Fall 2021 Course Syllabi

  • HIST 102-201 Western Civilization: 1500 to the Present [UGRD, MAIN, 1]
    Instructor: Randolph A Miller (ramiller@uwm.edu)
    Meets: No Meeting Pattern

  • HIST 131-401
    Instructor: Marcus B Filippello (filippem@uwm.edu)
    How did the world as we know it come to be? What were the earliest beginnings of today’s societies and cultures, and how have they changed over time? What are the forces that have shaped these developments? This course addresses these questions by systematically examining the rise and development of human societies from every part of the globe, while focusing on themes such as language, social organization, gender relations, technology, and religion. Using a variety of sources—both written and visual—we will learn to ask and answer questions as historians do. Learn to see the world in an all-new way and earn GER Humanities credits in the process.

  • HIST 152-201 American History: 1877 to the Present [UGRD, MAIN, 1]
    Instructor: Brian Scott Mueller (bsm@uwm.edu)
    Meets: No Meeting Pattern
    A century after its founding, the future of the United States remained uncertain. War had preserved the Union, but at a tremendous cost in terms of blood and treasure. Fissures still remained. Racial, social, economic, and political issues continued to divide much of the nation. African Americans, immigrants, workers, farmers, and myriad other groups struggled to make the United States “a more perfect Union,” as declared in the preamble of the Constitution. At the same time, the footprint of the United States grew, first westward across the continent, then to the farthest corners of the globe. As “We the People” took on a new, more expansive form and the size of the republic expanded, the U.S. government had to adapt, though not without controversy. This course will explore the interactions among these various groups, looking at how they viewed one another and how disputes between them came to change the role and functions of the national government.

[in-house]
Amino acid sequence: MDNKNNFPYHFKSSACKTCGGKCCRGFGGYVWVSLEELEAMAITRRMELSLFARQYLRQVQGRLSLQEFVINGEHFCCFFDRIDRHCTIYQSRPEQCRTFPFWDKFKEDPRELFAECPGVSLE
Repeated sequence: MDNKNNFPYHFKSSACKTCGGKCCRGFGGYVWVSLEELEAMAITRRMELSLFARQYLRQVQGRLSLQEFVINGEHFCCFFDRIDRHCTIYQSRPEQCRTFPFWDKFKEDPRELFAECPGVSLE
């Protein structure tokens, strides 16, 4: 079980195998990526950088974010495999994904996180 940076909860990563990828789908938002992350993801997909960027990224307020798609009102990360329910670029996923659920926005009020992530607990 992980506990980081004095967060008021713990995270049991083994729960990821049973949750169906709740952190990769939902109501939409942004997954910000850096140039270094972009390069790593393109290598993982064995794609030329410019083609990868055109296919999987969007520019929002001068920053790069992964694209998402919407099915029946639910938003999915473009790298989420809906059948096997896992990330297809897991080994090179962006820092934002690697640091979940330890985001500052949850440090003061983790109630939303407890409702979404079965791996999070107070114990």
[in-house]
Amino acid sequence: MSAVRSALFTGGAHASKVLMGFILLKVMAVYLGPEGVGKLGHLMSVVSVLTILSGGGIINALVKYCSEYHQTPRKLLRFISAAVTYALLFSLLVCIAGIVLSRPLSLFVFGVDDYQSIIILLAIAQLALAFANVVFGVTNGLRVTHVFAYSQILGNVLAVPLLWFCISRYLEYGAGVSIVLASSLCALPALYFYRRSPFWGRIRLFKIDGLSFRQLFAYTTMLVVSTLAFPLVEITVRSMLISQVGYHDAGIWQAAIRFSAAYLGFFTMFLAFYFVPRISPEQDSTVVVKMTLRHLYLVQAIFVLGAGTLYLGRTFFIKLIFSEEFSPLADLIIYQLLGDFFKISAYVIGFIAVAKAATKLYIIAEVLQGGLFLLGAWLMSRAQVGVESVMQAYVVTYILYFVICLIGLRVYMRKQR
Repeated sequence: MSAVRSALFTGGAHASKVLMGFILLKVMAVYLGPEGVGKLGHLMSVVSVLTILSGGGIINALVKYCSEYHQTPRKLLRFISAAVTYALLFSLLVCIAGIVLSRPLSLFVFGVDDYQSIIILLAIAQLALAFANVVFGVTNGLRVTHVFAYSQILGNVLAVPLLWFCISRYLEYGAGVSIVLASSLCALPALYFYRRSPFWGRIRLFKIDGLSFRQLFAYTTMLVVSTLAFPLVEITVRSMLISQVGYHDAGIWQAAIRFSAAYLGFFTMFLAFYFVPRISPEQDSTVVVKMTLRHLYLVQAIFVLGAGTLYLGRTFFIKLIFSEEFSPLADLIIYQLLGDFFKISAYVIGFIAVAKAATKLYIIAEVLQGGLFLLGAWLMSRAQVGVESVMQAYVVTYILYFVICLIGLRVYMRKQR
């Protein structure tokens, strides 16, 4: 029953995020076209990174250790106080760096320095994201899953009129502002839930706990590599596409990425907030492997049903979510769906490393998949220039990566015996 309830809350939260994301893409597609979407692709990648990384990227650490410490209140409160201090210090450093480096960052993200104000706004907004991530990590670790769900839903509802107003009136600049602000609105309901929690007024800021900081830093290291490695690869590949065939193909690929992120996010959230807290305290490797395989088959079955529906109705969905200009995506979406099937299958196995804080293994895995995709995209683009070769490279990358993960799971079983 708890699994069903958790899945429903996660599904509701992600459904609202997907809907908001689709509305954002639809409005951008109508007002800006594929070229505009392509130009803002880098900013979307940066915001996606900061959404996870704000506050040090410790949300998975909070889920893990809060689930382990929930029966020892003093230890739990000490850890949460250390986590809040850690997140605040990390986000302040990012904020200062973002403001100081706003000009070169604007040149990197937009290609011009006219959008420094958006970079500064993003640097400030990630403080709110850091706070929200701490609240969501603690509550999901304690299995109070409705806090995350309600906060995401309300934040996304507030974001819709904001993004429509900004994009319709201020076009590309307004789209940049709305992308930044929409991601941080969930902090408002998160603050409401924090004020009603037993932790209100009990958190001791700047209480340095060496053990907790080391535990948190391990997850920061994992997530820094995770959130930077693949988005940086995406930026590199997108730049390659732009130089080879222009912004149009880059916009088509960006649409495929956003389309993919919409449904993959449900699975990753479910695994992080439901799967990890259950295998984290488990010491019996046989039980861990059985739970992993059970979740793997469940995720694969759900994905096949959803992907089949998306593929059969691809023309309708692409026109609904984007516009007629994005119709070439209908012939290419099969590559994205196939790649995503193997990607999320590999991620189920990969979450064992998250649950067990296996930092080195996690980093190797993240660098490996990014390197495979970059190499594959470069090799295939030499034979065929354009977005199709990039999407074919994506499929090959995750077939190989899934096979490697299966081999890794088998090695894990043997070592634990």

• HIST 152-402
    Instructor: Joseph A Rodriguez (joerod@uwm.edu)
    This course covers the History of the United States from the end of Reconstruction to the present with an emphasis on social history, labor, women, and minorities, ,

  • HIST 203-001 The History of Medieval Europe: The Early Middle Ages [UGRD, MAIN, 1]
    Instructor: Martha Carlin (carlin@uwm.edu)
    Meets: TR 9:30am-10:45am
    This course covers the period in European history from about 500 to 1000 CE, which used to be known as “The Dark Ages.” However, as we will discover, this violent, fascinating era was far from dark and dreary. It was an age that saw such historic events as the rise of both Christianity and Islam, the collapse of Roman power in the West, the invasion of Europe by Germanic tribes, the brief but spectacular empire of Charlemagne, and the explosive emergence of the Vikings who helped to destroy it. Over the course of the semester, we will survey the political, military, religious, and cultural history of the period, and also the history of daily life. To do this, we will read works by modern scholars as well as accounts written by medieval people themselves, and we will examine non-documentary sources such as coins, sculptures, buildings, weapons, ships, and skeletons, which together will help us to reconstruct the world of early medieval Europe. History 203 will provide you with a good overview of early medieval European history, and it will also enable you to understand the significance both of broad and long-term historical patterns, and of outstanding individual careers and events. It should also enable you to develop important skills in reading and evaluating sources carefully and critically; identifying and analyzing a wide variety of types of evidence; using such evidence to reconstruct and interpret the past; and combining research and analysis with thoughtful writing to produce clear, original, and persuasive arguments, both oral and written.